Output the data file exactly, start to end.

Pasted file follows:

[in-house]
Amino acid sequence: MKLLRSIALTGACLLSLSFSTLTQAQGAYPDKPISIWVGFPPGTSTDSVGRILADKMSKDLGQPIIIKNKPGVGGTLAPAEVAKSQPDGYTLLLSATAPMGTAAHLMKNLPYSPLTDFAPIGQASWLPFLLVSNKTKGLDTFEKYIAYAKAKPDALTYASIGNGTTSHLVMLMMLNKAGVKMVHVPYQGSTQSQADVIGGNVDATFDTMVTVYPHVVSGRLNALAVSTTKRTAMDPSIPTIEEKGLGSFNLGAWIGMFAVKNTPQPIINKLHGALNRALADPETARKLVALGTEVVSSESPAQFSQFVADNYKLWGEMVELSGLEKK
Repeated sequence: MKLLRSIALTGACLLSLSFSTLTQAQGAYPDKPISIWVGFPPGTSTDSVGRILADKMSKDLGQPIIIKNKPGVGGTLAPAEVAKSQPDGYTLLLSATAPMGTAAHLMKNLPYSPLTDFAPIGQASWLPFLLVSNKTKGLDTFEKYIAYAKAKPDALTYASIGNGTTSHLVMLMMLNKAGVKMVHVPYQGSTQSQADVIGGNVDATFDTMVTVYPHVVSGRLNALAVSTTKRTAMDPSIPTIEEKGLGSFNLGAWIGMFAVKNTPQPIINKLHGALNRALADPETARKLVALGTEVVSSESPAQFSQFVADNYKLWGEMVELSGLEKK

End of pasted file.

[in-house]
Amino acid sequence: MKLLRSIALTGACLLSLSFSTLTQAQGAYPDKPISIWVGFPPGTSTDSVGRILADKMSKDLGQPIIIKNKPGVGGTLAPAEVAKSQPDGYTLLLSATAPMGTAAHLMKNLPYSPLTDFAPIGQASWLPFLLVSNKTKGLDTFEKYIAYAKAKPDALTYASIGNGTTSHLVMLMMLNKAGVKMVHVPYQGSTQSQADVIGGNVDATFDTMVTVYPHVVSGRLNALAVSTTKRTAMDPSIPTIEEKGLGSFNLGAWIGMFAVKNTPQPIINKLHGALNRALADPETARKLVALGTEVVSSESPAQFSQFVADNYKLWGEMVELSGLEKK
Repeated sequence: MKLLRSIALTGACLLSLSFSTLTQAQGAYPDKPISIWVGFPPGTSTDSVGRILADKMSKDLGQPIIIKNKPGVGGTLAPAEVAKSQPDGYTLLLSATAPMGTAAHLMKNLPYSPLTDFAPIGQASWLPFLLVSNKTKGLDTFEKYIAYAKAKPDALTYASIGNGTTSHLVMLMMLNKAGVKMVHVPYQGSTQSQADVIGGNVDATFDTMVTVYPHVVSGRLNALAVSTTKRTAMDPSIPTIEEKGLGSFNLGAWIGMFAVKNTPQPIINKLHGALNRALADPETARKLVALGTEVVSSESPAQFSQFVADNYKLWGEMVELSGLEKK